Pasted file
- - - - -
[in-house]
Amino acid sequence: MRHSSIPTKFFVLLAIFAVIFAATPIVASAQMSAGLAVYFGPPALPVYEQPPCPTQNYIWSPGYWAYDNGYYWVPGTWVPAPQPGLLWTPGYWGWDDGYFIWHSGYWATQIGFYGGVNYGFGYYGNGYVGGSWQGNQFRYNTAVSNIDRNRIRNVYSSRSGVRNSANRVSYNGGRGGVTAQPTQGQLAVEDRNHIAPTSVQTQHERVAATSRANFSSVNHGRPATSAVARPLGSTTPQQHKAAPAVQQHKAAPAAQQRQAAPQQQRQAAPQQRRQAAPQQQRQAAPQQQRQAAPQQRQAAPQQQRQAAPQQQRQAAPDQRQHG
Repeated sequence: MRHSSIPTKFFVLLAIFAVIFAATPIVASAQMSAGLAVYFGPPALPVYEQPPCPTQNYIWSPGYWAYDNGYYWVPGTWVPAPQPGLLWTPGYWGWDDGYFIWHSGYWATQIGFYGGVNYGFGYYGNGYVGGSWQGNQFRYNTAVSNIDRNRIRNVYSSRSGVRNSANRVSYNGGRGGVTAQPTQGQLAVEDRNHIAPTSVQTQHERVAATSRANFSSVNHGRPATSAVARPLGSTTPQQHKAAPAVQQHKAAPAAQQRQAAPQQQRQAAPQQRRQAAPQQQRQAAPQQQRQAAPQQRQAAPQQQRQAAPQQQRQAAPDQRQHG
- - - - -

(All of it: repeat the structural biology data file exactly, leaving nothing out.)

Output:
[in-house]
Amino acid sequence: MRHSSIPTKFFVLLAIFAVIFAATPIVASAQMSAGLAVYFGPPALPVYEQPPCPTQNYIWSPGYWAYDNGYYWVPGTWVPAPQPGLLWTPGYWGWDDGYFIWHSGYWATQIGFYGGVNYGFGYYGNGYVGGSWQGNQFRYNTAVSNIDRNRIRNVYSSRSGVRNSANRVSYNGGRGGVTAQPTQGQLAVEDRNHIAPTSVQTQHERVAATSRANFSSVNHGRPATSAVARPLGSTTPQQHKAAPAVQQHKAAPAAQQRQAAPQQQRQAAPQQRRQAAPQQQRQAAPQQQRQAAPQQRQAAPQQQRQAAPQQQRQAAPDQRQHG
Repeated sequence: MRHSSIPTKFFVLLAIFAVIFAATPIVASAQMSAGLAVYFGPPALPVYEQPPCPTQNYIWSPGYWAYDNGYYWVPGTWVPAPQPGLLWTPGYWGWDDGYFIWHSGYWATQIGFYGGVNYGFGYYGNGYVGGSWQGNQFRYNTAVSNIDRNRIRNVYSSRSGVRNSANRVSYNGGRGGVTAQPTQGQLAVEDRNHIAPTSVQTQHERVAATSRANFSSVNHGRPATSAVARPLGSTTPQQHKAAPAVQQHKAAPAAQQRQAAPQQQRQAAPQQRRQAAPQQQRQAAPQQQRQAAPQQRQAAPQQQRQAAPQQQRQAAPDQRQHG